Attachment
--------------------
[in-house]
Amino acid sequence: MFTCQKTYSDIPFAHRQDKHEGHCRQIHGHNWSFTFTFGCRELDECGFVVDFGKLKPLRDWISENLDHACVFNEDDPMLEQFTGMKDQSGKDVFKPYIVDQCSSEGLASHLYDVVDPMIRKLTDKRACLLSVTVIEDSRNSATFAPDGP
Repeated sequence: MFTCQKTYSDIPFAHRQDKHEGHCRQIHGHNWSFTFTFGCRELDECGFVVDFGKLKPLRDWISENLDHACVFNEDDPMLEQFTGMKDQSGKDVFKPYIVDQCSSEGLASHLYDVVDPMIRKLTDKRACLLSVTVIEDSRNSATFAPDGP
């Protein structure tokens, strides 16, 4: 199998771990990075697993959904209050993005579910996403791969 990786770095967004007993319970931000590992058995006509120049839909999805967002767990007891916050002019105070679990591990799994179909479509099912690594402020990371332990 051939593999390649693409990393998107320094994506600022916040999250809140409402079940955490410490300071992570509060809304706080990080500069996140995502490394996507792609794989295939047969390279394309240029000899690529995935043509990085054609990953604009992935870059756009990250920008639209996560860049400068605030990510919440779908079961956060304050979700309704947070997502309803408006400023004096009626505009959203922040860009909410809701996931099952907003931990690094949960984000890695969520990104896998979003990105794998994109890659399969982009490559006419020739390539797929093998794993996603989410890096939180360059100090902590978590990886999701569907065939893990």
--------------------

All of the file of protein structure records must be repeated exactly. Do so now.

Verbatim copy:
[in-house]
Amino acid sequence: MFTCQKTYSDIPFAHRQDKHEGHCRQIHGHNWSFTFTFGCRELDECGFVVDFGKLKPLRDWISENLDHACVFNEDDPMLEQFTGMKDQSGKDVFKPYIVDQCSSEGLASHLYDVVDPMIRKLTDKRACLLSVTVIEDSRNSATFAPDGP
Repeated sequence: MFTCQKTYSDIPFAHRQDKHEGHCRQIHGHNWSFTFTFGCRELDECGFVVDFGKLKPLRDWISENLDHACVFNEDDPMLEQFTGMKDQSGKDVFKPYIVDQCSSEGLASHLYDVVDPMIRKLTDKRACLLSVTVIEDSRNSATFAPDGP
């Protein structure tokens, strides 16, 4: 199998771990990075697993959904209050993005579910996403791969 990786770095967004007993319970931000590992058995006509120049839909999805967002767990007891916050002019105070679990591990799994179909479509099912690594402020990371332990 051939593999390649693409990393998107320094994506600022916040999250809140409402079940955490410490300071992570509060809304706080990080500069996140995502490394996507792609794989295939047969390279394309240029000899690529995935043509990085054609990953604009992935870059756009990250920008639209996560860049400068605030990510919440779908079961956060304050979700309704947070997502309803408006400023004096009626505009959203922040860009909410809701996931099952907003931990690094949960984000890695969520990104896998979003990105794998994109890659399969982009490559006419020739390539797929093998794993996603989410890096939180360059100090902590978590990886999701569907065939893990």